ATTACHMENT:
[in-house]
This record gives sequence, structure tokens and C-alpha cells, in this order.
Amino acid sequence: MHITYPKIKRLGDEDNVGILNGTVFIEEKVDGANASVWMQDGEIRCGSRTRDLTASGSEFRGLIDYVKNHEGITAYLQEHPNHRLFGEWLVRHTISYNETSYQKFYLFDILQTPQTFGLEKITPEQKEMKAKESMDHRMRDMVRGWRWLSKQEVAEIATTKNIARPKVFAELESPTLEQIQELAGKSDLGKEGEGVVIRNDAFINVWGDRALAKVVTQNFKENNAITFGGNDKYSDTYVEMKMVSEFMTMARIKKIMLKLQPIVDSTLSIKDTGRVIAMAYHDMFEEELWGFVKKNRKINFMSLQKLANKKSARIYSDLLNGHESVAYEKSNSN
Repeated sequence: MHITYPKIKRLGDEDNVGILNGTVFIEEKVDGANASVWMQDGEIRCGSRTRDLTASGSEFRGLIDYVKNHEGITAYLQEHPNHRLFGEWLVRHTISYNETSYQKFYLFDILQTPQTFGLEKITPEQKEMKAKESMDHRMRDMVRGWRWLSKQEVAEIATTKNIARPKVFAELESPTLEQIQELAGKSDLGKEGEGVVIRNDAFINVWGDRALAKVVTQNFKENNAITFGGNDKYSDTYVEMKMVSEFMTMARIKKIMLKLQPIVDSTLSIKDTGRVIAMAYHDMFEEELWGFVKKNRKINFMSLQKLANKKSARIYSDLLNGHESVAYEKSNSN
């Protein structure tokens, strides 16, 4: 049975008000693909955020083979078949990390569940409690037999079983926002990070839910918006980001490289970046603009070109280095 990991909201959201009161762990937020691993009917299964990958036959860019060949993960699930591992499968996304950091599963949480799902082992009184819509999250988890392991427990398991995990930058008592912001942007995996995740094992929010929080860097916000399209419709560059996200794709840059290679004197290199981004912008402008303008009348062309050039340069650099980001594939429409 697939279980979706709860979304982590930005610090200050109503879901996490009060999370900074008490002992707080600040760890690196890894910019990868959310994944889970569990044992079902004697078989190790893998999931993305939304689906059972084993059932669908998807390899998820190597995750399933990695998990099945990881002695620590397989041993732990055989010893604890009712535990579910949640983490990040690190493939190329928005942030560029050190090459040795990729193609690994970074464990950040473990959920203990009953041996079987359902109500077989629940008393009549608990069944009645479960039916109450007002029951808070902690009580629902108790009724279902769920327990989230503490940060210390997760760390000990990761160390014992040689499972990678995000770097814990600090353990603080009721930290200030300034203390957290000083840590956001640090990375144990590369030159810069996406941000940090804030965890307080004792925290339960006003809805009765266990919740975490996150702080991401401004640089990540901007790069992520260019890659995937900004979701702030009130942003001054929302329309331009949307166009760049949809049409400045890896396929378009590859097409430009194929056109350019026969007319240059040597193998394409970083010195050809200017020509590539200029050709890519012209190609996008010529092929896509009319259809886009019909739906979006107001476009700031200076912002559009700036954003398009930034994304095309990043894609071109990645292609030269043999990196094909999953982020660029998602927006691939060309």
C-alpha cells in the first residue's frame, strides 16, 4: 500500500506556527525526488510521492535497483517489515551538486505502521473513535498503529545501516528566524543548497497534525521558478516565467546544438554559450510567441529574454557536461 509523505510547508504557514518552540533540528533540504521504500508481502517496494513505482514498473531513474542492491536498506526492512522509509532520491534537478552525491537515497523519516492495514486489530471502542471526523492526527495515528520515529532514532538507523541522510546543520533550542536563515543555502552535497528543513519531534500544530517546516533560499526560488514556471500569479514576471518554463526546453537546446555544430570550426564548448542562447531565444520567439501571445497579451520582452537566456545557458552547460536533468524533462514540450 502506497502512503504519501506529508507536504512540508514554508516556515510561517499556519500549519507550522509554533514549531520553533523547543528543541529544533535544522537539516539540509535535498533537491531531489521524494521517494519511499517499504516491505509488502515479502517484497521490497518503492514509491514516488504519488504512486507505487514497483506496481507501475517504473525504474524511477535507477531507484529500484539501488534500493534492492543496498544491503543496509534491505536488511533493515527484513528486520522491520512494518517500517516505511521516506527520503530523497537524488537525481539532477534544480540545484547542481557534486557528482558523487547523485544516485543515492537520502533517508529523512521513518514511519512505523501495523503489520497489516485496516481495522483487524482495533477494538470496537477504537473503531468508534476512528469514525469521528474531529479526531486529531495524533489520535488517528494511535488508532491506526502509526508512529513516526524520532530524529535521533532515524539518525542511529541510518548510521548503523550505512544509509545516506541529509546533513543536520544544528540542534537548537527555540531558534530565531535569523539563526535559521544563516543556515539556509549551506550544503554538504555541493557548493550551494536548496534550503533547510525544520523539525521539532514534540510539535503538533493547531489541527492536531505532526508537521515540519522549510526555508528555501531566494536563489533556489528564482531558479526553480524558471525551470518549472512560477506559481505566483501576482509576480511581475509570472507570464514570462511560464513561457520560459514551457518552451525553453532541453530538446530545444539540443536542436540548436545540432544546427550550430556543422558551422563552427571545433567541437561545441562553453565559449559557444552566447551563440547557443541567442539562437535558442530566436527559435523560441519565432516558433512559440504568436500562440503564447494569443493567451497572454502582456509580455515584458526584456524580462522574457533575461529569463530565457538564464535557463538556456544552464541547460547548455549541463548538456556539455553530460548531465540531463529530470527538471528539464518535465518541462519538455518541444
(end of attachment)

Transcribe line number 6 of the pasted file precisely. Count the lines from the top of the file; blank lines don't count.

C-alpha cells in the first residue's frame, strides 16, 4: 500500500506556527525526488510521492535497483517489515551538486505502521473513535498503529545501516528566524543548497497534525521558478516565467546544438554559450510567441529574454557536461 509523505510547508504557514518552540533540528533540504521504500508481502517496494513505482514498473531513474542492491536498506526492512522509509532520491534537478552525491537515497523519516492495514486489530471502542471526523492526527495515528520515529532514532538507523541522510546543520533550542536563515543555502552535497528543513519531534500544530517546516533560499526560488514556471500569479514576471518554463526546453537546446555544430570550426564548448542562447531565444520567439501571445497579451520582452537566456545557458552547460536533468524533462514540450 502506497502512503504519501506529508507536504512540508514554508516556515510561517499556519500549519507550522509554533514549531520553533523547543528543541529544533535544522537539516539540509535535498533537491531531489521524494521517494519511499517499504516491505509488502515479502517484497521490497518503492514509491514516488504519488504512486507505487514497483506496481507501475517504473525504474524511477535507477531507484529500484539501488534500493534492492543496498544491503543496509534491505536488511533493515527484513528486520522491520512494518517500517516505511521516506527520503530523497537524488537525481539532477534544480540545484547542481557534486557528482558523487547523485544516485543515492537520502533517508529523512521513518514511519512505523501495523503489520497489516485496516481495522483487524482495533477494538470496537477504537473503531468508534476512528469514525469521528474531529479526531486529531495524533489520535488517528494511535488508532491506526502509526508512529513516526524520532530524529535521533532515524539518525542511529541510518548510521548503523550505512544509509545516506541529509546533513543536520544544528540542534537548537527555540531558534530565531535569523539563526535559521544563516543556515539556509549551506550544503554538504555541493557548493550551494536548496534550503533547510525544520523539525521539532514534540510539535503538533493547531489541527492536531505532526508537521515540519522549510526555508528555501531566494536563489533556489528564482531558479526553480524558471525551470518549472512560477506559481505566483501576482509576480511581475509570472507570464514570462511560464513561457520560459514551457518552451525553453532541453530538446530545444539540443536542436540548436545540432544546427550550430556543422558551422563552427571545433567541437561545441562553453565559449559557444552566447551563440547557443541567442539562437535558442530566436527559435523560441519565432516558433512559440504568436500562440503564447494569443493567451497572454502582456509580455515584458526584456524580462522574457533575461529569463530565457538564464535557463538556456544552464541547460547548455549541463548538456556539455553530460548531465540531463529530470527538471528539464518535465518541462519538455518541444